NASW President Jeane Anastas, left, presents the Rhoda G. Sarnat award to Marilyn L. Flynn, dean of the Univeristy of Southern California School of Social Work, during an NASW Foundation awards ceremony in November. The Foundation also recognized Peter Vaughan, dean at the Fordham University Graduate School of Social Service in New York City, and Rear Adm. Peter Delany, director of the Office of Applied Studies in the Substance Abuse and Mental Health Services Administration, who both received Knee/Wittman awards.
The NASW Foundation hosted the Knee/Wittman and Rhoda G. Sarnat awards ceremony and reception for the 2011 honorees in November at the NASW national office in Washington, D.C.
NASW CEO and Foundation President Elizabeth J. Clark gave the welcome remarks and NASW President Jeane Anastas presented each of the awards.
Peter Vaughan, dean at the Fordham University Graduate School of Social Service in New York City, was honored with the Knee/Wittman Lifetime Achievement in Health and Mental Health Practice award.
“This award is given to a social worker who has demonstrated a lifetime commitment to improving the delivery of health and/or mental health services and their impact on individuals, groups and communities,” Anastas said. “This is evidenced through their contributions to leadership, policy development, research, teaching, administration and/or clinical practice.”
Vaughan told the audience that he has refused to become adjusted to injustice, and that serves as his inspiration.
“Hope and hopefulness guided my career and profession,” he said, adding that he has confidence the next generation of social work students will team up with seasoned professionals to create social change unlike anything known today.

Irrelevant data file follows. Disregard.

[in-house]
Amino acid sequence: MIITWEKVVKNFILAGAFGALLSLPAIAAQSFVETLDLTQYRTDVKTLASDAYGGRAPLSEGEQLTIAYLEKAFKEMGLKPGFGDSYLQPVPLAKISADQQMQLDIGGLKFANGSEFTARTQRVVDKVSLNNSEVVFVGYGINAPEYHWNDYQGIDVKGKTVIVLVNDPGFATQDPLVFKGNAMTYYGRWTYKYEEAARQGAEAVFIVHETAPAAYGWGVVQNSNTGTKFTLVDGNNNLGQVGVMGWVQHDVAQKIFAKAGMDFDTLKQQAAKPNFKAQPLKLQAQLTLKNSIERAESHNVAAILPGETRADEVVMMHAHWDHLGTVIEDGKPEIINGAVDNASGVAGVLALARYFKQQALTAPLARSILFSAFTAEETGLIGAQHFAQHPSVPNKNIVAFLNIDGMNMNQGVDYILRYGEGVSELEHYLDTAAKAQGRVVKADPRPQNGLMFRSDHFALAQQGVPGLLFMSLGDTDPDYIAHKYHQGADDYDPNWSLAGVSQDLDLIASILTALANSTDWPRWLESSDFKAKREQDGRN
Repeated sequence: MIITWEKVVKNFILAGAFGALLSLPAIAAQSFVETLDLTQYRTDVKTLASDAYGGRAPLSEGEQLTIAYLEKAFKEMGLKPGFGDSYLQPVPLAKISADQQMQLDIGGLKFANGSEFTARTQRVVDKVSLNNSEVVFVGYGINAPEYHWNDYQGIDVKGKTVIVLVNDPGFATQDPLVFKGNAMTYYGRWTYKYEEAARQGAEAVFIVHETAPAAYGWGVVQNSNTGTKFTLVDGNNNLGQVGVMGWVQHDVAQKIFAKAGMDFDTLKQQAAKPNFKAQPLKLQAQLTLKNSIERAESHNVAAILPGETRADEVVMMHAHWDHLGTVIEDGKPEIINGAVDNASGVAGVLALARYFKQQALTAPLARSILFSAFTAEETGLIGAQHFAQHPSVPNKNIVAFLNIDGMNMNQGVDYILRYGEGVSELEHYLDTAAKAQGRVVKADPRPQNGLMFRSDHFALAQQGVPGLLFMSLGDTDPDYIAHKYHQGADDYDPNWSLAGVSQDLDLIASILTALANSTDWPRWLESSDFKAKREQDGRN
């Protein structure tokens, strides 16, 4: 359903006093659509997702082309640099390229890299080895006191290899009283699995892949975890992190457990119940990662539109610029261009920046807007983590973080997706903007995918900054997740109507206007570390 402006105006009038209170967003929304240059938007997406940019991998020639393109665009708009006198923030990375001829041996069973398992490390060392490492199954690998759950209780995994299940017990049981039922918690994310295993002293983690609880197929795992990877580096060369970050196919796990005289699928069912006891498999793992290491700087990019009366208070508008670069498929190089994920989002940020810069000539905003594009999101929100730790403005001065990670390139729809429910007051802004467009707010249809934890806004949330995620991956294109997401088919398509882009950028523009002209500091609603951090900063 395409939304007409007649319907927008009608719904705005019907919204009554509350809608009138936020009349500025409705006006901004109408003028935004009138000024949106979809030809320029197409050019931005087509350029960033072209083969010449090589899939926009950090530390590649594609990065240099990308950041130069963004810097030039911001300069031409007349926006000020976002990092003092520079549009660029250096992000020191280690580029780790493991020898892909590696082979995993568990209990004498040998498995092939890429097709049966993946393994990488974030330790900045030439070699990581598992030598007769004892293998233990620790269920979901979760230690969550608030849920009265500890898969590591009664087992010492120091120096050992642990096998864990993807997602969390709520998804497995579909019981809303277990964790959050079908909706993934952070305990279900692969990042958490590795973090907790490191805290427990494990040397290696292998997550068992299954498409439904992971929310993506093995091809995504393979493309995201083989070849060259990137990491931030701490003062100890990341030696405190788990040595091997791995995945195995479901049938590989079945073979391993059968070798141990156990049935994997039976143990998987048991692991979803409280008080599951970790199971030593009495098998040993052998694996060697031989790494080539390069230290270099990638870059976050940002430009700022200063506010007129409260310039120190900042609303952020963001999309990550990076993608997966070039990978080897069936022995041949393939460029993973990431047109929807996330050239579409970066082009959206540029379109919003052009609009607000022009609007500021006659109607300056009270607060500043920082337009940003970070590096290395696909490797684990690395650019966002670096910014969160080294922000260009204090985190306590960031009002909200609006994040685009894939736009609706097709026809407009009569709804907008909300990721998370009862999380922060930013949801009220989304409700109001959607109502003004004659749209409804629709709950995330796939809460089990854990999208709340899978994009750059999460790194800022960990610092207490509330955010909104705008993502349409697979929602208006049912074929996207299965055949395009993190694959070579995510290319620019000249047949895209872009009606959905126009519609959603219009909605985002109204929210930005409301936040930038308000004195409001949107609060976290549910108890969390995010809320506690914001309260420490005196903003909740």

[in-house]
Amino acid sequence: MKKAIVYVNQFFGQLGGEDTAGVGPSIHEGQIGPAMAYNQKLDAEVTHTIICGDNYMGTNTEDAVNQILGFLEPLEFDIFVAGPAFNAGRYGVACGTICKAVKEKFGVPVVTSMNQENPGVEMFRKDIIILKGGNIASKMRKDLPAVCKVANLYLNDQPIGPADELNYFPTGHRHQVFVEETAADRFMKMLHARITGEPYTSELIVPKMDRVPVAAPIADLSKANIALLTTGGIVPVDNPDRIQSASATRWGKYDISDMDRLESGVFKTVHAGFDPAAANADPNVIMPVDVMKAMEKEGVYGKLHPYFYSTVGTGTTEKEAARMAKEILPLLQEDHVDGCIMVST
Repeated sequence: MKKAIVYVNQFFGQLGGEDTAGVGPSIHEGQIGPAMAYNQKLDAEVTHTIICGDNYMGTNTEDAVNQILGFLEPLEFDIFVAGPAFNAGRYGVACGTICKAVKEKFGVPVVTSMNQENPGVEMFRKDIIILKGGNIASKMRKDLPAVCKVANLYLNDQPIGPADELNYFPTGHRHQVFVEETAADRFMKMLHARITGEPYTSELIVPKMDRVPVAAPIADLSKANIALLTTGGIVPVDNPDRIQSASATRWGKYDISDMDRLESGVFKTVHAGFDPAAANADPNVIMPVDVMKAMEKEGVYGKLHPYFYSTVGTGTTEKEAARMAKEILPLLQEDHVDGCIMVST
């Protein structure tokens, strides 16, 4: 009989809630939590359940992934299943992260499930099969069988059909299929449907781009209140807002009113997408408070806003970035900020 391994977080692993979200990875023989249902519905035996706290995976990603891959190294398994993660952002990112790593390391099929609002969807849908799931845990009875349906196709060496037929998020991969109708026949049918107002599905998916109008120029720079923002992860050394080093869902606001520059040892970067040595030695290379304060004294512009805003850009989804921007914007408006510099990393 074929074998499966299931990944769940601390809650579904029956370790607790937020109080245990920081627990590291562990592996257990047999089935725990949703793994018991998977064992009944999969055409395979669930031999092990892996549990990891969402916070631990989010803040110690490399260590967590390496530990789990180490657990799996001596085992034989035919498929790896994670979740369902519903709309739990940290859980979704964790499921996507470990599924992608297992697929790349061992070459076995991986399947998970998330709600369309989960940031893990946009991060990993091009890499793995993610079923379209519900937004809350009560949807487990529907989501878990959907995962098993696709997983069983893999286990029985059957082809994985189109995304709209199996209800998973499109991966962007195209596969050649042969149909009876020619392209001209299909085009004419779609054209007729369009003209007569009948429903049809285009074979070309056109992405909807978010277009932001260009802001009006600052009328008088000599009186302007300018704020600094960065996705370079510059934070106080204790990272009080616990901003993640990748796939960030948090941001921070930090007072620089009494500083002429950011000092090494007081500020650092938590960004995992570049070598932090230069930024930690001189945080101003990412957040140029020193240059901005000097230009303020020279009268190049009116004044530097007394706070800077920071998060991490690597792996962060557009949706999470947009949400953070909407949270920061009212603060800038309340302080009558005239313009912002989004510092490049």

Rear Adm. Peter Delany, director of the Office of Applied Studies in the Substance Abuse and Mental Health Services Administration, was honored with the Knee/Wittman Outstanding Achievement in Health and Mental Health Policy award.
Anastas said Delany has demonstrated his commitment to addressing the health and mental health needs of vulnerable populations through his research, program development and leadership efforts at the National Institute on Drug Abuse, the National Institute on Alcohol and Alcoholism, and the Substance Abuse and Mental Health Services Administration.
“My being a social worker is a specific link to what I am as a flag officer and public health officer,” Delany told the audience. “… In the past 28 years, I am proud to say I am a social worker. I am even prouder to say I am a social worker who serves in uniform of the United States Public Health Service.”
The Knee/Wittman awards are named after NASW Social Work Pioneers® Ruth Knee and Milton Wittman and are made possible through contributions to the Knee/Wittman fund.
Marilyn L. Flynn, dean of the University of Southern California School of Social Work, received the Rhoda G. Sarnat award.
Anastas said the award is given to an individual, group or organization that has significantly advanced the public image of professional social work. It includes a monetary prize made possible from an endowment fund established in 1996 through a gift provided by Rhoda Sarnat, a retired clinical social worker, and her late husband Dr. Bernard Sarnat.
Among Flynn’s accomplishments is launching a full web-based MSW degree program through the new Virtual Academic Center. The MSW@USC is the first national, accredited online social work program and is accessible almost everywhere in the United Stated and Canada, Anastas noted.
Flynn told attendees that as times change so will the need for social work skills. “Health and social service programs will be reaching unheard of scales,” she said. She noted that it is necessary for social workers to play a leadership role in setting social work curricula and content in developing nations.
“We need to look into the future of how we can adapt and reform” through technological advances, she said. “We should set for ourselves a few grand challenges.”